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Backing Up And Restoring Linux With SystemImager
(Open source abandonware)


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NOTE: This is an interesting project which now is abandonware (last changes are from 2015). Like many such projects it died of overcomplexity.  It can be simplified and revived without bell and wiles as key ideas are sound and there are commercial systems like Bright cluster manager which use the same approach (rsync based restoration os nodes)

SystemImager was a popular tool created by Brian Elliott Finley,  while he was working in Argonne National Laboratory. The name "System Imager"  is trademarked.  Systemimager is licensed under GPL v 2.  Now this is an open source abandonware.

Source code is now available from GitHub - finley-SystemImager.  Key utilities are

As it is based on rsync SystemImager is distribution-agnostic and that means that it can support heterogeneous set of nodes (aka grid). In other words it allows the deployment of any Linux distribution (standard or even customized) to any kind of target machine as long as you can providea bootable image for this machine. Typical environments include computer labs and render farms, but it has proven particularly popular in clustered computing environments, such as grid and high performance computing.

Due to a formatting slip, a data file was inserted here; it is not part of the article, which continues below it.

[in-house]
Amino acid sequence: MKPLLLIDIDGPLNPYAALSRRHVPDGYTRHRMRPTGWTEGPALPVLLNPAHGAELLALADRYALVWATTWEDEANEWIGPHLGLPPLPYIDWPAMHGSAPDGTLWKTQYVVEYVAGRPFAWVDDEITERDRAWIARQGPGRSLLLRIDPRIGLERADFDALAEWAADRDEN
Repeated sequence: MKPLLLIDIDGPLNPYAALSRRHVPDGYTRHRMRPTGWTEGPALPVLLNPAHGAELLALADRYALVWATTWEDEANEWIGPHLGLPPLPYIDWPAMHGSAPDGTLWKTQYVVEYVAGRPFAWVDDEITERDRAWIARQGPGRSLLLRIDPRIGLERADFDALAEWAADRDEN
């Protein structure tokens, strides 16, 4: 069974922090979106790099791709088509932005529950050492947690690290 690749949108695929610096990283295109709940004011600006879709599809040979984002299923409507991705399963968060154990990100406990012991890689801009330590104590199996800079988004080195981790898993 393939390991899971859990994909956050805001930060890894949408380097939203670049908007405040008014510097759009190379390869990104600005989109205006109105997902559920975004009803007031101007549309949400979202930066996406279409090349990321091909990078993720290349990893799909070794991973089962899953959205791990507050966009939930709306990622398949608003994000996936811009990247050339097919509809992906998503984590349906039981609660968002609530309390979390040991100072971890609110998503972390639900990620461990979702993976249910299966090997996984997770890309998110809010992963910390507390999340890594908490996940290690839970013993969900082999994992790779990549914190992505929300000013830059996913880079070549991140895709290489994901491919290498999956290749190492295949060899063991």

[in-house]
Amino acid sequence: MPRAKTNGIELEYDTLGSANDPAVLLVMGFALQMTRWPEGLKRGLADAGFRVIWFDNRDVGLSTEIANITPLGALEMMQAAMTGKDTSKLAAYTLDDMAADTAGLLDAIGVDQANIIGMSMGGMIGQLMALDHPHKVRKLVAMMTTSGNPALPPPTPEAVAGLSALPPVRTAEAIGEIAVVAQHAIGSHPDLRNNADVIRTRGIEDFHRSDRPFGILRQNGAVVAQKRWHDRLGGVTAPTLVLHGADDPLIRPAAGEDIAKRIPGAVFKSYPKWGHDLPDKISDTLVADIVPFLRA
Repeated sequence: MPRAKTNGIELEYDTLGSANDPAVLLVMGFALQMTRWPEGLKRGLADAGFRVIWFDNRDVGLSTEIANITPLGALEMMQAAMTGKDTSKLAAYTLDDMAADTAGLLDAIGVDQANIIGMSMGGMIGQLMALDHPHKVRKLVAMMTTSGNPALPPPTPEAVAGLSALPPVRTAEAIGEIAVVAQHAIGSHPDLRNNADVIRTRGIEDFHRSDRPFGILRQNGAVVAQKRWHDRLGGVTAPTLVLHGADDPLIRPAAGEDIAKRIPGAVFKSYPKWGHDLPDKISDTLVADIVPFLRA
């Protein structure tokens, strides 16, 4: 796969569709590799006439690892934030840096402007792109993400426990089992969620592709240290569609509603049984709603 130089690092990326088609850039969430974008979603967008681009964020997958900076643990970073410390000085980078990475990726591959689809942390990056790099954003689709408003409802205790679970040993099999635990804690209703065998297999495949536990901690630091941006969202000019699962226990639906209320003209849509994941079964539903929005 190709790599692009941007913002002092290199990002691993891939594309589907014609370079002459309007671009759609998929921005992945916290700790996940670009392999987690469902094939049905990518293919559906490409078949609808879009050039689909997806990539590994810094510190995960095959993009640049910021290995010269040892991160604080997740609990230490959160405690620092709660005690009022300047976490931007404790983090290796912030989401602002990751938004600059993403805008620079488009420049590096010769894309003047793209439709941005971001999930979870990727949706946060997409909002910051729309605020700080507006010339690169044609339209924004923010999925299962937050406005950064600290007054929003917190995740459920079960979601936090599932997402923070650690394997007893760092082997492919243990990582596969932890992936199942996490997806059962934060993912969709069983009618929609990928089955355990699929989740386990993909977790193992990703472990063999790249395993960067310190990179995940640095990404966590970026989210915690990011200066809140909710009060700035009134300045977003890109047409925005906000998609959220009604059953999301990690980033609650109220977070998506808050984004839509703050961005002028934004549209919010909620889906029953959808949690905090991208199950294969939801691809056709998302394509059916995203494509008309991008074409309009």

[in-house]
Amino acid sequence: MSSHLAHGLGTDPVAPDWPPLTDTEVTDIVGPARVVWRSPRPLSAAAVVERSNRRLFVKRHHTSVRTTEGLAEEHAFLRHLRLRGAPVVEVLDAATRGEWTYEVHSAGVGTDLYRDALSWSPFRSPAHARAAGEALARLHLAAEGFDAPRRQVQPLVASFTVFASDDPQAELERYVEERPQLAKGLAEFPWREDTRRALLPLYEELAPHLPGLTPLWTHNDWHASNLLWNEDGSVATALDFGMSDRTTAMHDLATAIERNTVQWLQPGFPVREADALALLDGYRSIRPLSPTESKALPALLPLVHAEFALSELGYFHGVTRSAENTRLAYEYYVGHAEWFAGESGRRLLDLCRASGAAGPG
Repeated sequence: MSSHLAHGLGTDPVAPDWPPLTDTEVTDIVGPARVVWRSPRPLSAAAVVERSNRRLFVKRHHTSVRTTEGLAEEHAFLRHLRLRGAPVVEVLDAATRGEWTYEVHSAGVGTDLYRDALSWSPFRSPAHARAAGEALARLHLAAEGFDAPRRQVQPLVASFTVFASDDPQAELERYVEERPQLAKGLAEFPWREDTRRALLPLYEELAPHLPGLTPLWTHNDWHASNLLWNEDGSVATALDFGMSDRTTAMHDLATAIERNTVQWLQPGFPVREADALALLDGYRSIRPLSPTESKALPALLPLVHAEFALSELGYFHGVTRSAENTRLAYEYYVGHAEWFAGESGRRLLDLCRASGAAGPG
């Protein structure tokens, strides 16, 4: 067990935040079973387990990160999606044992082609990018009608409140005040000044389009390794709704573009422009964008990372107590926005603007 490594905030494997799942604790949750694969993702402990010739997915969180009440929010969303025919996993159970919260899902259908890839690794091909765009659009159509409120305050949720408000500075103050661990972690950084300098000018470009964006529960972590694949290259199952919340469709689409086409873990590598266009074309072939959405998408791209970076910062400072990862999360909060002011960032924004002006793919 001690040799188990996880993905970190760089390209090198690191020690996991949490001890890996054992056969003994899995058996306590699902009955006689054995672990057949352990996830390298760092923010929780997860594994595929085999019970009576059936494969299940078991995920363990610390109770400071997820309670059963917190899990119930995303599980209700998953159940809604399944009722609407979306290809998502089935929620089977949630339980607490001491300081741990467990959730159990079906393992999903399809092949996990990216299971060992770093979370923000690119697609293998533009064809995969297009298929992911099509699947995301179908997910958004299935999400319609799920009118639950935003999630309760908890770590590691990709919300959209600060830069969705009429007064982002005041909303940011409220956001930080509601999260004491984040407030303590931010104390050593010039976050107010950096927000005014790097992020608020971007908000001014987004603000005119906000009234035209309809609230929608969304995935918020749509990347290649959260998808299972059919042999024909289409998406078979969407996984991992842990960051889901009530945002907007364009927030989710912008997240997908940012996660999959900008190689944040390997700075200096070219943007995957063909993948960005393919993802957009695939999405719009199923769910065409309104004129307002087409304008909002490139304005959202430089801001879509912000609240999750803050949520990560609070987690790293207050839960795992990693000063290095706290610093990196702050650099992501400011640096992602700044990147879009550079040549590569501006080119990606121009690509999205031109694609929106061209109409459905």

The main goal of the project was to make deployment of large numbers of computers easy, but trying to achive that they went of the couse and make things way too complex. 

Rsync works with files based (rather than disk blocks) so SystemImager images are stored as a directory hierarchy of files representing a comprehensive snapshot of a machine. This snapshot is containing all the files and directories from the root of the server file system.

Images can be acquired in multiple ways. The standard method of image creation involves cloning of a pre-installed machine, so called the golden-client. In this way, the user can customize and tweak the golden-client's configuration according to his needs, verify it's proper operation, and be assured that the image, once deployed, will behave in the same way as the golden-client. Incremental updates are possible by syncing an updated golden-client to the image, then syncing that image to deployed machines using the si_updateclient command.

Images are hosted in a central repository on a server, called the image-server, and they can be distributed among the clients using several different transport mechanism: rsync
(the default), multicast (via Flamethrower1), SSL encrypted rsync (using a SSH tunnel), and (for a very large set of nodes) via BitTorrent.

Commercial implementation of the same ideas as SystemImager can be found in Bright Cluster Manager.  Both rely on PXE boot, which is not available in all environments.

To implement PXE boot you need to provide two critical peaces of infrastructure (see  Chapter 30. Setting Up an Installation Server )

  1. TFTP server
  2. DHPC server